The Devil’s Bit is an Irish cider brand owned by Adam’s Cider Company, a subsidiary of Na Cuana. Na Cuana means actually the Cooney’s in Irish. This is because the Cooney’s family is behind this business venture. Apart from cider, Cooney’s also have gin, vodka, whiskey and other alcoholic beverages in their portfolio. Anyway, Cooney’s set up Adam’s Cider Company in 1994, which means that the Devil’s Bit has been produced for almost 25 years. For the Devil’s Bit Mountain Cider, Conney’s use Dabinett, Michelin and Ashton Bitter, which come from their own orchards in Borrisoleigh and Tara in County Tipperary and Meath, respectively.Company: Adam’s Cider Company, a subsidiary of Na Cuana
Place of Origin: Lagavooren, Platin Rd., Drogheda, County Meath, Ireland
Ingredients: cider apples, spring water, sugar, malic acid, carbon dioxide, sodium metabisulphite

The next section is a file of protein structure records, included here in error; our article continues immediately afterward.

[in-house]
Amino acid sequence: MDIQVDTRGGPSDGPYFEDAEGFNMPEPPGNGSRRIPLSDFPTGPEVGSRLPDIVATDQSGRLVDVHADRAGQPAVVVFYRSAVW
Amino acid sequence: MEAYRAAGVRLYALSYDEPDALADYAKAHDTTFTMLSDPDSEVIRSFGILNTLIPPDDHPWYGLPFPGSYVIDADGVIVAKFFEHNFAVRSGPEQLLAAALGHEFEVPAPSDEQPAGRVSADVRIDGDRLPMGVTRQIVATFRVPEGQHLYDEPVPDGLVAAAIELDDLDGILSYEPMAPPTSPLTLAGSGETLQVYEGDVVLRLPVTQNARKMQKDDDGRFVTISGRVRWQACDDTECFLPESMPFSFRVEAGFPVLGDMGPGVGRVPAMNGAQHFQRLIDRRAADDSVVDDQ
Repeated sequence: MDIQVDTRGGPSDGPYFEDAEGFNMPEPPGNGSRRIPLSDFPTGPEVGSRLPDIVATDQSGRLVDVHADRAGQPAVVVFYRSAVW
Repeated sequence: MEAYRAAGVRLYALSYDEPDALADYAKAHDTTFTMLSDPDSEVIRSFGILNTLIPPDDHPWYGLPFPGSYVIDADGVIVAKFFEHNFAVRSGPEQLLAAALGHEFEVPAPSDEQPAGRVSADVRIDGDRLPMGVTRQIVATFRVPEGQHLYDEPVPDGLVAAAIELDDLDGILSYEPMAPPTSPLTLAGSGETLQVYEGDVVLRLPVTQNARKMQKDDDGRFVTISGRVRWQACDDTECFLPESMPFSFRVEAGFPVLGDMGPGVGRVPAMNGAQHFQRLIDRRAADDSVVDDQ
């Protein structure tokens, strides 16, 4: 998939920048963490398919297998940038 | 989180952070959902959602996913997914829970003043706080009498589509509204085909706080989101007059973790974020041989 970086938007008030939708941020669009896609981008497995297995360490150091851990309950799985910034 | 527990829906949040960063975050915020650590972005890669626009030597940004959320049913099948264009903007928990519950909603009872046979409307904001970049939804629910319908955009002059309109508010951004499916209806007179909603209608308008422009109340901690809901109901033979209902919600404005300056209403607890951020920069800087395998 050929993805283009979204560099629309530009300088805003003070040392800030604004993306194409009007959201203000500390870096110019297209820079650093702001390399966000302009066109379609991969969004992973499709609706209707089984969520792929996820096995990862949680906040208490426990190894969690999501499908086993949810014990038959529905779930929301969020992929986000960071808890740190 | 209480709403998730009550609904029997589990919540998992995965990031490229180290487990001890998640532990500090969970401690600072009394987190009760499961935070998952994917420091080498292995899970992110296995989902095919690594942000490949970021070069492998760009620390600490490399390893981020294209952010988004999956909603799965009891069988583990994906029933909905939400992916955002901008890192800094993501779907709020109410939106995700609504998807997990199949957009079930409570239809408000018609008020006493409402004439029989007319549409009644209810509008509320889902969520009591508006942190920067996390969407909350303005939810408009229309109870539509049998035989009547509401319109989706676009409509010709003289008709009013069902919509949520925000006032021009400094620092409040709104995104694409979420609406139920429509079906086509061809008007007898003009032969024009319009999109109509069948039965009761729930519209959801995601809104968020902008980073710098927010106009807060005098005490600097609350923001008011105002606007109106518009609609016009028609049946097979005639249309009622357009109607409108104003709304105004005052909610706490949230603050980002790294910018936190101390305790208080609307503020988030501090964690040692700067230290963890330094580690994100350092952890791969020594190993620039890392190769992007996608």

Package type: 500ml can
Recommended type of glass: pint glass or chalice glass
Appearance: pours a clear pale amber with a white head that quickly dissipates. Medium artificial carbonation. Body is low to medium.
Aroma/Nose: the nose is not strong. Notes of red apples, bread, light caramel and a hint of nail polish.
Taste: my first taste is medium sweet of caramel and sugar with the low acidity of lemon. On the mid-palate red apples, some smoky notes and a touch of bitterness. Leaves a lingering caramel note with a flavour of lemon.
Overall: the Devil’s Bit tastes a bit like a Coca-Cola mixed with cider due to the prevalent flavour of caramel and high sweetness on the palate. Also, the aftertaste is exactly like after drinking a glass of coke. I think it’s drinkable but personally, I found it too sweet. And, the nose is very weak with barely detectable flavours. The Devil’s Bit has some depth, flavours of bittersweet cider apples and the taste that lingers on. Although the water was added, I can’t taste any watery taste. It tastes quite ok for a commercial cider. 3/6
Availability: all over Ireland.
Price: a sample was provided by Matt from Na Cuana.